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Anna Maria Jönsson


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Model analysis of temperature impact on the Norway spruce provenance specific bud burst and associated risk of frost damage


  • Tetiana Svystun
  • Jenny Lundströmer
  • Mats Berlin
  • Johan Westin
  • Anna Maria Jönsson

Summary, in English

The annual growth cycle of boreal trees is synchronized with seasonal changes in photoperiod and temperature. A warmer climate can lead to an earlier bud burst and increased risk of frost damage caused by temperature backlashes. In this study we analysed site- and provenance specific responses to interannual variation in temperature, using data from 18 Swedish and East-European provenances of Norway spruce (Picea abies), grown in three different sites in southern Sweden. The temperature sum requirements for bud burst, estimated from the provenance trials, were correlated with the provenance specific place of origin, in terms of latitudinal and longitudinal gradients. Frost damage had a significant effect on tree height development. Earlier timing of bud burst was linked to a higher risk of frost damage, with one of the sites being more prone to spring frost than the other two. The estimated provenance specific temperature sum requirements for bud burst were used to parametrize a temperature sum model of bud burst timing, which was then used together with the ensemble of gridded climate model data (RCP8.5) to assess the climate change impact on bud burst and associated risk of frost damage. In this respect, the simulated timing of bud burst and occurrence of frost events for the periods 2021–2050 and 2071–2100 were compared with 1989–2018. In response to a warmer climate, the total number of frost events in southern Sweden will decrease, while the number of frost events after bud burst will increase due to earlier bud burst timing. The provenance specific assessments of frost risk under climate change can be used for a selection of seed sources in Swedish forestry. In terms of selecting suitable provenances, knowledge on local climate conditions is of importance, as the gridded climate data may differ from local temperature conditions. A comparison with temperature logger data from ten different sites indicated that the gridded temperature data were a good proxy for the daily mean temperatures, but the gridded daily minimum temperatures tended to underestimate the local risk of frost events, in particular at the measurements 0.5 m above ground representing the height of newly established seedlings.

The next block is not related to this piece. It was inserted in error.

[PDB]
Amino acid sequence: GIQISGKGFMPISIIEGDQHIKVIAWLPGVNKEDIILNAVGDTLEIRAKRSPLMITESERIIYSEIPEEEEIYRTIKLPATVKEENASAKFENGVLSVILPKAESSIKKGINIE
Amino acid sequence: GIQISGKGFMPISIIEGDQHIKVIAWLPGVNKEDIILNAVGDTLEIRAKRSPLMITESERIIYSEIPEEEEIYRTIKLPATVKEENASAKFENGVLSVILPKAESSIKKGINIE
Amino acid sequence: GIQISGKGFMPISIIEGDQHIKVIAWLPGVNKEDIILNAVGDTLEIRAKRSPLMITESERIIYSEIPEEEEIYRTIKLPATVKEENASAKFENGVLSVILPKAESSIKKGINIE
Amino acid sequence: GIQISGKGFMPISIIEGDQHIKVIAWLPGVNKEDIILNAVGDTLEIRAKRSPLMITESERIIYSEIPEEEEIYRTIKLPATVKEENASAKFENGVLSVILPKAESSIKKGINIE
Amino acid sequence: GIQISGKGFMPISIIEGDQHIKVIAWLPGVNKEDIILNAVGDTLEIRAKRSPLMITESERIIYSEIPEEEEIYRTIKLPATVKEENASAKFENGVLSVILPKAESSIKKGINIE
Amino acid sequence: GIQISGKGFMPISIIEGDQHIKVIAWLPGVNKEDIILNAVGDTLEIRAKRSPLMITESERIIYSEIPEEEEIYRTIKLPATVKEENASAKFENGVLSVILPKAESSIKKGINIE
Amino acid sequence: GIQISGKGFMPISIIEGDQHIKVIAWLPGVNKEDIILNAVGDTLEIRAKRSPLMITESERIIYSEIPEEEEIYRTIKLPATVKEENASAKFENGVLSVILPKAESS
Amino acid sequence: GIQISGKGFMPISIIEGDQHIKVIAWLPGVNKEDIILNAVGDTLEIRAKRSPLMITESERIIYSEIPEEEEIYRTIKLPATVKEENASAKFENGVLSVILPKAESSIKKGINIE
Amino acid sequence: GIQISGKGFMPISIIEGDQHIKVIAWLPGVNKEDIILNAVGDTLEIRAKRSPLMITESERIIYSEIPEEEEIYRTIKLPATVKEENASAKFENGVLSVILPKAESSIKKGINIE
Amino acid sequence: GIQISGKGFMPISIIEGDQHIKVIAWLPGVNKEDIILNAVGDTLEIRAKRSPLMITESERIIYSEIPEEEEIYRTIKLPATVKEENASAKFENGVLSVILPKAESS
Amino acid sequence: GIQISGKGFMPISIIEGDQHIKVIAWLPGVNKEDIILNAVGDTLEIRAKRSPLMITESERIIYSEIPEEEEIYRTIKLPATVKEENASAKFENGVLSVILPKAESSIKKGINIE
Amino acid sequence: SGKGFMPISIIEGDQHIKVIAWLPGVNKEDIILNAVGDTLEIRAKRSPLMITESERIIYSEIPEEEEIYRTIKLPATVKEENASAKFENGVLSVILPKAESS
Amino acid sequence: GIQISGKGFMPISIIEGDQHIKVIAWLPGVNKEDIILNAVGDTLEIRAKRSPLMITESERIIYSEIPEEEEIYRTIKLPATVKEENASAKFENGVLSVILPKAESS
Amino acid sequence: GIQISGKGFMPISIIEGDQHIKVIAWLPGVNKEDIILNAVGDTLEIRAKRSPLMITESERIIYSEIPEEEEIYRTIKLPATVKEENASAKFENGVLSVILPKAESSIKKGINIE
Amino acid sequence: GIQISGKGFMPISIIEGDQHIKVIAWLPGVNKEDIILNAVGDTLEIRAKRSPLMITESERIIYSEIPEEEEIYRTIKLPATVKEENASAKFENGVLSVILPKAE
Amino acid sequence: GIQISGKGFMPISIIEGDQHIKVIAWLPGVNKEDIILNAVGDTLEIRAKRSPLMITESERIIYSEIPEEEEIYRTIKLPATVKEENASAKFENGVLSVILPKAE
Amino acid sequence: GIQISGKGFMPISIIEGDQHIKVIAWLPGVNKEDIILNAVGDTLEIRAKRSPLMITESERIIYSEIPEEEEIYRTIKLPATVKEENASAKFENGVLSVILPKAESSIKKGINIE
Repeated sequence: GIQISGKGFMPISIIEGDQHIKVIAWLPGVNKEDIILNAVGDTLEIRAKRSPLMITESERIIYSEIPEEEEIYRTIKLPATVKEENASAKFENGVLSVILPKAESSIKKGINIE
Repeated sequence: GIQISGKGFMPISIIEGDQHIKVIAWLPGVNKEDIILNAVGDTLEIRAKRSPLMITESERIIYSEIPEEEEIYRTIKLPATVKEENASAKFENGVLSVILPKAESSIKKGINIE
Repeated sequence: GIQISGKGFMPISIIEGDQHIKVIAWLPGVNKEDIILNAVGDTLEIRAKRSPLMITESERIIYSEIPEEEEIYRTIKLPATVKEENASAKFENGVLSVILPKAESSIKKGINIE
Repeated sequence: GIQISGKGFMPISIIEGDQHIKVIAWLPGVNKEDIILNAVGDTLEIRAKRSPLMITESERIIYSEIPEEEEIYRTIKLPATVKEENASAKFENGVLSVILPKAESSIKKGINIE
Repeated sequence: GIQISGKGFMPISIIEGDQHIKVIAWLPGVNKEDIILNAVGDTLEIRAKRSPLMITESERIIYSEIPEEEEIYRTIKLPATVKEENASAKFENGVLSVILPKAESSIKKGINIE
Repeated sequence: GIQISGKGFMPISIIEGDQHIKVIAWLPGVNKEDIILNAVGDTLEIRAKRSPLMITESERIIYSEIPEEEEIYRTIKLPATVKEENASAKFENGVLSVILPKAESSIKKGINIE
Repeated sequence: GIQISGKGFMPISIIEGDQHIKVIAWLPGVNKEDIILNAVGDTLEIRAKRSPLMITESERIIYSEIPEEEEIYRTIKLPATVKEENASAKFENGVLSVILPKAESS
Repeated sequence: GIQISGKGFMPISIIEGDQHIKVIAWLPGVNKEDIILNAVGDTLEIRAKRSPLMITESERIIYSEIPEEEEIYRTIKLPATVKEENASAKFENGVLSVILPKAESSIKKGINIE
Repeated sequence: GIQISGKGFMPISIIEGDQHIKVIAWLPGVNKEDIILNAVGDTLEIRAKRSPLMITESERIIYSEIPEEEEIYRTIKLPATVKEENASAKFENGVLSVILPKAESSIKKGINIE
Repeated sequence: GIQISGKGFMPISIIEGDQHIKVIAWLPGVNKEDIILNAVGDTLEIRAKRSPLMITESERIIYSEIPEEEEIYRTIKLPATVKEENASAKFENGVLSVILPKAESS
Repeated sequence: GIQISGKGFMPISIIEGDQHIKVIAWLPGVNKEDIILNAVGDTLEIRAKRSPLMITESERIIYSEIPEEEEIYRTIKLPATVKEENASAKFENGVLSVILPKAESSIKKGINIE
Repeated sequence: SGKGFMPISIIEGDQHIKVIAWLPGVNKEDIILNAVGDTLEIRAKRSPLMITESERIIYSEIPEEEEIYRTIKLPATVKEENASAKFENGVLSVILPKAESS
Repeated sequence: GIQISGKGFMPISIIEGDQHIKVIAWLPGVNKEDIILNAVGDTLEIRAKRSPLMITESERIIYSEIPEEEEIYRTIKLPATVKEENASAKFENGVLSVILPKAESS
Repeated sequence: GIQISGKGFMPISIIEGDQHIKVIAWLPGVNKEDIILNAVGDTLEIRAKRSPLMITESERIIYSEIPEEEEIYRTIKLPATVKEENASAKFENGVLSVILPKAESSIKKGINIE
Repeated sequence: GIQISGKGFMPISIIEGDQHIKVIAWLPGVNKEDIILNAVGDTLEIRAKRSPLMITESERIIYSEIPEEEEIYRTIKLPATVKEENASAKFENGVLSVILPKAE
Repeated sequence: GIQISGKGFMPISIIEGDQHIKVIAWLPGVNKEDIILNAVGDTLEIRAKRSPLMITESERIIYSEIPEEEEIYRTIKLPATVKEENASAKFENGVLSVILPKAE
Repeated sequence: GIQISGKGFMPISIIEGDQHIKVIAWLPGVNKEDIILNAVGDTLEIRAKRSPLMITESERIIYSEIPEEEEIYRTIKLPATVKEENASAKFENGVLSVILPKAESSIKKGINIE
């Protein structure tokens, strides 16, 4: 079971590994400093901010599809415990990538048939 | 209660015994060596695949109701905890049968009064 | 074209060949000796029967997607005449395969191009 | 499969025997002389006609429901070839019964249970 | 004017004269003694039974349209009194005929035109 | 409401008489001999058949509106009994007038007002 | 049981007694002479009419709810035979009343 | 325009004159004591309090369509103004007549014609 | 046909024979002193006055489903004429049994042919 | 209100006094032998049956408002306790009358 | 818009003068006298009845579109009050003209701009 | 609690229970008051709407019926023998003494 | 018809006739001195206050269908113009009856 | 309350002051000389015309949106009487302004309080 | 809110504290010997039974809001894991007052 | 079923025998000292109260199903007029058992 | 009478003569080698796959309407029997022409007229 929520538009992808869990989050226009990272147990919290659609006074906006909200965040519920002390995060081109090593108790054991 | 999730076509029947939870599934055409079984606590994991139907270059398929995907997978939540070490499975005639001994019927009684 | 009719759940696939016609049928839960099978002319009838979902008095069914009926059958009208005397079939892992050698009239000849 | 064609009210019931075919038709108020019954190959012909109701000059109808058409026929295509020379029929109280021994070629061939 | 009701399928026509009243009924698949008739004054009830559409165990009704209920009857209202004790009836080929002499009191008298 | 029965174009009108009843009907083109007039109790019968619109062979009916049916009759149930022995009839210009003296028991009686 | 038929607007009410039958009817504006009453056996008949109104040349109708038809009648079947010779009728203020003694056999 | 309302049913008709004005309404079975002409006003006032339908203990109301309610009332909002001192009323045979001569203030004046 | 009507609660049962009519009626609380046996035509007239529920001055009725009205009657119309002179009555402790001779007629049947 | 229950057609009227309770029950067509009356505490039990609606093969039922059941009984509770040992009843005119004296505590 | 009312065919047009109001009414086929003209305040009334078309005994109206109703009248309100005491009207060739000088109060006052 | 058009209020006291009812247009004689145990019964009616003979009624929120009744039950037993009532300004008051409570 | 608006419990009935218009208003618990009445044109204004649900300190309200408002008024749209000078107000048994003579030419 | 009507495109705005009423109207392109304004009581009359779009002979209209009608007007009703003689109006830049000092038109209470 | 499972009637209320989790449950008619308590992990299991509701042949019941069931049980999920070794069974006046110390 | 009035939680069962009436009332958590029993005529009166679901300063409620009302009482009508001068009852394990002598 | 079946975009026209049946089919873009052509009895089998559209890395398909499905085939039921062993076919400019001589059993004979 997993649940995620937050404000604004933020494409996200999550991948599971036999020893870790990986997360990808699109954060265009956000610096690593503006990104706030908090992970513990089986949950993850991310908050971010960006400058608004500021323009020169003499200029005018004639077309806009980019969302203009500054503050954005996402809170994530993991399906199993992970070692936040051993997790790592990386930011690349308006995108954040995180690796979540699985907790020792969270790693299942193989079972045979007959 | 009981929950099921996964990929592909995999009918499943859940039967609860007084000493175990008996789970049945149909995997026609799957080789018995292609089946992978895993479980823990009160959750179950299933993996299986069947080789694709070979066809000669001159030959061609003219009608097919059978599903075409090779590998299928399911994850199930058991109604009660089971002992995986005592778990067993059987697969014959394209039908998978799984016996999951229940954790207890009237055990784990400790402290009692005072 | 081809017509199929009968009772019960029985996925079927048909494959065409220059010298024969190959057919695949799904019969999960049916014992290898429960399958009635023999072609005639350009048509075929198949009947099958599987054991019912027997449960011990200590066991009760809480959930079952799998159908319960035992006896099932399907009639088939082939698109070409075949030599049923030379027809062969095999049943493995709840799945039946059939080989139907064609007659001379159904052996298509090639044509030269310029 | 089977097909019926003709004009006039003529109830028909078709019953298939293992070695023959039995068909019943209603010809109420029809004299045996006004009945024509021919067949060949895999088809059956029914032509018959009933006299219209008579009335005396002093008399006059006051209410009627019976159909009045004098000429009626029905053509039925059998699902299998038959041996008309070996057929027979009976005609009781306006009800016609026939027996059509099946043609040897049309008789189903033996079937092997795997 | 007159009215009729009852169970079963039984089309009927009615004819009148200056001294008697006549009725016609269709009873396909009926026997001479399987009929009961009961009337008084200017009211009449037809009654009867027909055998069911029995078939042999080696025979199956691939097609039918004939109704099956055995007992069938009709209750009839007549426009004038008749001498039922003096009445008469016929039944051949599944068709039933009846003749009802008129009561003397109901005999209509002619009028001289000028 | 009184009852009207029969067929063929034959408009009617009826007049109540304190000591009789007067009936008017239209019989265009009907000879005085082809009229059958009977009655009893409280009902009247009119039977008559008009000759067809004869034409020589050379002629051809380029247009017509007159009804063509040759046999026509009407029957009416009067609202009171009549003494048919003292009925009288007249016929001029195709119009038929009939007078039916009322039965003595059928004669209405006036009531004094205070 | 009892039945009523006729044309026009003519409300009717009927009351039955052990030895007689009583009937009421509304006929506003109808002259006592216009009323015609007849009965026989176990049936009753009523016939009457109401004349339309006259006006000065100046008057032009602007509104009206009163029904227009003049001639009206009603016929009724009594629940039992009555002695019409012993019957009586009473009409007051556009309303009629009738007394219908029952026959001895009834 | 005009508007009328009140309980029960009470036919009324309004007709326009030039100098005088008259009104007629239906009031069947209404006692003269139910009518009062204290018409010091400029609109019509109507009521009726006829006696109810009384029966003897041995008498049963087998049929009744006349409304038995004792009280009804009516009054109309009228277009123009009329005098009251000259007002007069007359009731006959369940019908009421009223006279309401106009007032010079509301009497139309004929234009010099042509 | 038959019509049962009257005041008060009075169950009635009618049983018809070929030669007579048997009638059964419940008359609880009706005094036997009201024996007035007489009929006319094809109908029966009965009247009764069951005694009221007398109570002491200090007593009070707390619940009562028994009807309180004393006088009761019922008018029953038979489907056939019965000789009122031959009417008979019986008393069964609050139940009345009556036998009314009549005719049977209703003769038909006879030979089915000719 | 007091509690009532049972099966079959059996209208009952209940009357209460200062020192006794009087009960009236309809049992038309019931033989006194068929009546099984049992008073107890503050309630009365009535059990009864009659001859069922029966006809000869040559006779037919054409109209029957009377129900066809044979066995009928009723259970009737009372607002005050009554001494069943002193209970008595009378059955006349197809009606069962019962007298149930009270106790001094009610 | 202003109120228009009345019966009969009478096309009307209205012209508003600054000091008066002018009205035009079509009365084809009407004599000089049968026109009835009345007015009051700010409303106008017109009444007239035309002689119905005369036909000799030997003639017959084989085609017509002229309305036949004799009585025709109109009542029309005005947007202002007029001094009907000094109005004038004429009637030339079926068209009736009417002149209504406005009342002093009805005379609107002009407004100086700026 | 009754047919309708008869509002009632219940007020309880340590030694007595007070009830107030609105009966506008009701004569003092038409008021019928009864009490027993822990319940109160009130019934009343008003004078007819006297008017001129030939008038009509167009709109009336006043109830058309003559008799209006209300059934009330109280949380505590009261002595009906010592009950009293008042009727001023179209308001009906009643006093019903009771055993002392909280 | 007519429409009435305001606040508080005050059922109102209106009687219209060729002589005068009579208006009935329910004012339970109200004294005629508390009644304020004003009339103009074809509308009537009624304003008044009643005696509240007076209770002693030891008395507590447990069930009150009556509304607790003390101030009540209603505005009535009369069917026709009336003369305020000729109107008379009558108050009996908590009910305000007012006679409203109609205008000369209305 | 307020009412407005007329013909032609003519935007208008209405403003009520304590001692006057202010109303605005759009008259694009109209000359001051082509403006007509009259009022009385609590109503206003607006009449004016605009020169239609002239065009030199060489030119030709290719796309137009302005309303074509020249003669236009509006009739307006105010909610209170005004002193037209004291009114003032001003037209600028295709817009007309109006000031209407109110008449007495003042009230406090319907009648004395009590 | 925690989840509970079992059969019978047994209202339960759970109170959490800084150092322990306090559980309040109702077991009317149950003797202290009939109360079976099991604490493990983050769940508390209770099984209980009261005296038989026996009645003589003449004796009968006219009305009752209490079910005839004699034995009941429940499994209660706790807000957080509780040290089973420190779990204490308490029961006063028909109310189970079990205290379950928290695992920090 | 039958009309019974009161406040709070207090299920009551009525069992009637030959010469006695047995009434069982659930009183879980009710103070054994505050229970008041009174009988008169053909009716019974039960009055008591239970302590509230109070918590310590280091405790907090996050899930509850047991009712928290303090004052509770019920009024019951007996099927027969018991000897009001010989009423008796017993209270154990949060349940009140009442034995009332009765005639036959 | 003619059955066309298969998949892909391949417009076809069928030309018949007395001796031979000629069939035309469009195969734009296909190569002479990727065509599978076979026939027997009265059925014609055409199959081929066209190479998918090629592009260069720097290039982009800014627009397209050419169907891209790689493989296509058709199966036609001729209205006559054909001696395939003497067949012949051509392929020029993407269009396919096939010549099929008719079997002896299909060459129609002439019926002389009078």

• Dept of Physical Geography and Ecosystem Science
  • BECC: Biodiversity and Ecosystem services in a Changing Climate

Publishing year





Forest Ecology and Management



Document type

Journal article




  • Forest Science


  • Bud burst
  • Frost risk
  • Gridded climate data
  • Picea abies
  • Temperature response




  • ISSN: 0378-1127